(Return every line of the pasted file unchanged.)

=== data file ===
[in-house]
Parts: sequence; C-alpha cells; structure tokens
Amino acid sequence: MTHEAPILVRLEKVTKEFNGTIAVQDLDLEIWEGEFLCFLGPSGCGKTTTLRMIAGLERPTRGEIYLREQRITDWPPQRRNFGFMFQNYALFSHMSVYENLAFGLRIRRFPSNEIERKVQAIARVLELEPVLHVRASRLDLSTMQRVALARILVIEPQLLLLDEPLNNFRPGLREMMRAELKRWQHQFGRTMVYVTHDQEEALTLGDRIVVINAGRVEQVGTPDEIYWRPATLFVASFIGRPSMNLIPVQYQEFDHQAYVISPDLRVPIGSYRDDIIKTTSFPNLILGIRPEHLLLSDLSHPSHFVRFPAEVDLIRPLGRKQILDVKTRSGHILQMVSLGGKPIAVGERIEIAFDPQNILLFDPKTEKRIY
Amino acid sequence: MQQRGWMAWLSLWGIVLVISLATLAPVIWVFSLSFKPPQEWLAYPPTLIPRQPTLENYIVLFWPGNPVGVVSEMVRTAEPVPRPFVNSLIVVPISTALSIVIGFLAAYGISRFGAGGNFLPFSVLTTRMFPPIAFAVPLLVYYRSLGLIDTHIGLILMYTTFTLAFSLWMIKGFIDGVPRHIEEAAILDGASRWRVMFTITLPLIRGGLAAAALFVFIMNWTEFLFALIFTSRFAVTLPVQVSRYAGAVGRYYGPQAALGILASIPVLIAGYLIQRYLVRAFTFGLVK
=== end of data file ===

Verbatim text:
[in-house]
Parts: sequence; C-alpha cells; structure tokens
Amino acid sequence: MTHEAPILVRLEKVTKEFNGTIAVQDLDLEIWEGEFLCFLGPSGCGKTTTLRMIAGLERPTRGEIYLREQRITDWPPQRRNFGFMFQNYALFSHMSVYENLAFGLRIRRFPSNEIERKVQAIARVLELEPVLHVRASRLDLSTMQRVALARILVIEPQLLLLDEPLNNFRPGLREMMRAELKRWQHQFGRTMVYVTHDQEEALTLGDRIVVINAGRVEQVGTPDEIYWRPATLFVASFIGRPSMNLIPVQYQEFDHQAYVISPDLRVPIGSYRDDIIKTTSFPNLILGIRPEHLLLSDLSHPSHFVRFPAEVDLIRPLGRKQILDVKTRSGHILQMVSLGGKPIAVGERIEIAFDPQNILLFDPKTEKRIY
Amino acid sequence: MQQRGWMAWLSLWGIVLVISLATLAPVIWVFSLSFKPPQEWLAYPPTLIPRQPTLENYIVLFWPGNPVGVVSEMVRTAEPVPRPFVNSLIVVPISTALSIVIGFLAAYGISRFGAGGNFLPFSVLTTRMFPPIAFAVPLLVYYRSLGLIDTHIGLILMYTTFTLAFSLWMIKGFIDGVPRHIEEAAILDGASRWRVMFTITLPLIRGGLAAAALFVFIMNWTEFLFALIFTSRFAVTLPVQVSRYAGAVGRYYGPQAALGILASIPVLIAGYLIQRYLVRAFTFGLVK